Kegging the Passion Fruit American Wheat

Air-lock activity has stopped. Krausen has fallen. Gravity readings are terminal. Brewers everywhere know what this means: time for packaging! The Passion Fruit American Wheat has finished secondary fermentation after a substantial addition of passion fruit juice. Frankly, I am relieved this beer is near process end. The planning and execution of this recipe was much more involved than my standard brews. Typically, I go the brew store to pick up fresh yeast, and after some recipe design, that’s really it for planning. I have most base malts, hops, and speciality grains on hand. Brew it, ferment it, keg it, done. However, for the passion fruit wheat beer, the process was much more involved. Finding a quality passion fruit product took some time, trial and tastings. Also, estimation of the amount of passion fruit in beer samples was fun, yet circuitous. Adding fruit to a beer also complicates the process by adding a secondary fermentation. With this one finally kegged, I am excited to finally try this one out. Carboy sample tastings suggest this one is going to be refreshing, especially since it has been in the mid-80s in Austin, TX.  Hopefully, this one will be ready for the Austin Zealots April meeting.

While cleaning the keg for the passion fruit wheat, I enjoyed a fruit beer I brewed last summer. I call it the Cherry Beer, a pale ale brewed with 3 lbs of cherry purée. At 7% ABV, it’s quite big for a standard fruit beer, although roughly the same size as the Apricot Wheat I previously brewed. After 9 months of ageing, the cherry flavors have really intensified, and meld well with the malt character from the pale ale. Although well-brewed and quite tasty, it does not live up to my expectations. I think this beer would be much better if it was more tart or soured, more along the direction of a kriek lambic, or tart cherry pie. The lack of acidity in this brew leaves the cherry character pleasant, but one-dimensional (in my opinion). I’ll have to try a Cherry Lambic in the future.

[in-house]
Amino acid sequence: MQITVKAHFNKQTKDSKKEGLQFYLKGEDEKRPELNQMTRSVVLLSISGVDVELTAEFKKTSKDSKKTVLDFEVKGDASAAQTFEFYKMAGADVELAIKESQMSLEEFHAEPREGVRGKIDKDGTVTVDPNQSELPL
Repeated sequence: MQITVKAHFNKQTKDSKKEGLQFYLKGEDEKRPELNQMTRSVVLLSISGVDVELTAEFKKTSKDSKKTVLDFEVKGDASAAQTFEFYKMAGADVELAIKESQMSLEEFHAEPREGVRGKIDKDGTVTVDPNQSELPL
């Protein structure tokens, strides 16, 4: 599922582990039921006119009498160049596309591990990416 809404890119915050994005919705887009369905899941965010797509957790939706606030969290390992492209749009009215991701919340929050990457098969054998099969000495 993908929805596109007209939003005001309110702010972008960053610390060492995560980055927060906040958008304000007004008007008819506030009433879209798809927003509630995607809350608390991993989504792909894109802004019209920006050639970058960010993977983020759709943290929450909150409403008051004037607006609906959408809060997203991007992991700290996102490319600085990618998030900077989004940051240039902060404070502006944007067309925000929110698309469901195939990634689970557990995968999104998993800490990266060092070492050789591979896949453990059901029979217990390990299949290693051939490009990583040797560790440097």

Lastly, the fermentation of the Falconer’s Flight pale ale is very active. The krausen was pretty epic during its high period, and as a result, had to remove the airlock before the carboy became pressurized. The fermentation chamber (chest freezer) smelled particularly fruity/cirtrus-y in aroma, a sign of good times to come. Fermentation started up within 12 hours, which makes me happy since the washed, re-pitch yeast (US-05) worked very well. Once fermentation ends, I’ll transfer this one to keg as quick as possible. I want to drink this one very fresh. I need some hops, everything on tap is malty!

Brewed/brewing something interesting this week, or have used cherry fruits in a beer before? Leave some advice in the comment section below. Cheers and happy brewing!

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